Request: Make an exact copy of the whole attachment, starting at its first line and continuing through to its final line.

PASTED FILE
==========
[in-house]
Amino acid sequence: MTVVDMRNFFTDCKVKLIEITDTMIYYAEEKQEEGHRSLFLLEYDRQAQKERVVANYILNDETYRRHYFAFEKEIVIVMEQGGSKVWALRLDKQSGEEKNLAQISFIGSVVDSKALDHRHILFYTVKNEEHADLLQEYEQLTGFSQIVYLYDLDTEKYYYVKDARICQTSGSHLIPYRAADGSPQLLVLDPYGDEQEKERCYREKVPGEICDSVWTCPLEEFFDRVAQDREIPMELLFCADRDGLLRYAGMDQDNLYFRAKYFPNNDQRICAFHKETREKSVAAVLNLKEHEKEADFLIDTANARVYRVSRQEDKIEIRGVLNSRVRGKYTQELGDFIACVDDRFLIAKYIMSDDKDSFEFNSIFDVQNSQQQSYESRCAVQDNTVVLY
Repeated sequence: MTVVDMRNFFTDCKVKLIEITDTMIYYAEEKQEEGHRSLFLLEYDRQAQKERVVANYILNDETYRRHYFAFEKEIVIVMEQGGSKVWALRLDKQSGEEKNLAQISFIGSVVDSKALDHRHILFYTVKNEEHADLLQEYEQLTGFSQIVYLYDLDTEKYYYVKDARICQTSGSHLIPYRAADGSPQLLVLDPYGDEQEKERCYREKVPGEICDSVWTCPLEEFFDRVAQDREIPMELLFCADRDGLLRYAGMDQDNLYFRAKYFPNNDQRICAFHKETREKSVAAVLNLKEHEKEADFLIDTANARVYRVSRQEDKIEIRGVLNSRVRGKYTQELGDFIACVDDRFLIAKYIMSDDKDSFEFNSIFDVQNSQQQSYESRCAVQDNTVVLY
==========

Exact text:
[in-house]
Amino acid sequence: MTVVDMRNFFTDCKVKLIEITDTMIYYAEEKQEEGHRSLFLLEYDRQAQKERVVANYILNDETYRRHYFAFEKEIVIVMEQGGSKVWALRLDKQSGEEKNLAQISFIGSVVDSKALDHRHILFYTVKNEEHADLLQEYEQLTGFSQIVYLYDLDTEKYYYVKDARICQTSGSHLIPYRAADGSPQLLVLDPYGDEQEKERCYREKVPGEICDSVWTCPLEEFFDRVAQDREIPMELLFCADRDGLLRYAGMDQDNLYFRAKYFPNNDQRICAFHKETREKSVAAVLNLKEHEKEADFLIDTANARVYRVSRQEDKIEIRGVLNSRVRGKYTQELGDFIACVDDRFLIAKYIMSDDKDSFEFNSIFDVQNSQQQSYESRCAVQDNTVVLY
Repeated sequence: MTVVDMRNFFTDCKVKLIEITDTMIYYAEEKQEEGHRSLFLLEYDRQAQKERVVANYILNDETYRRHYFAFEKEIVIVMEQGGSKVWALRLDKQSGEEKNLAQISFIGSVVDSKALDHRHILFYTVKNEEHADLLQEYEQLTGFSQIVYLYDLDTEKYYYVKDARICQTSGSHLIPYRAADGSPQLLVLDPYGDEQEKERCYREKVPGEICDSVWTCPLEEFFDRVAQDREIPMELLFCADRDGLLRYAGMDQDNLYFRAKYFPNNDQRICAFHKETREKSVAAVLNLKEHEKEADFLIDTANARVYRVSRQEDKIEIRGVLNSRVRGKYTQELGDFIACVDDRFLIAKYIMSDDKDSFEFNSIFDVQNSQQQSYESRCAVQDNTVVLY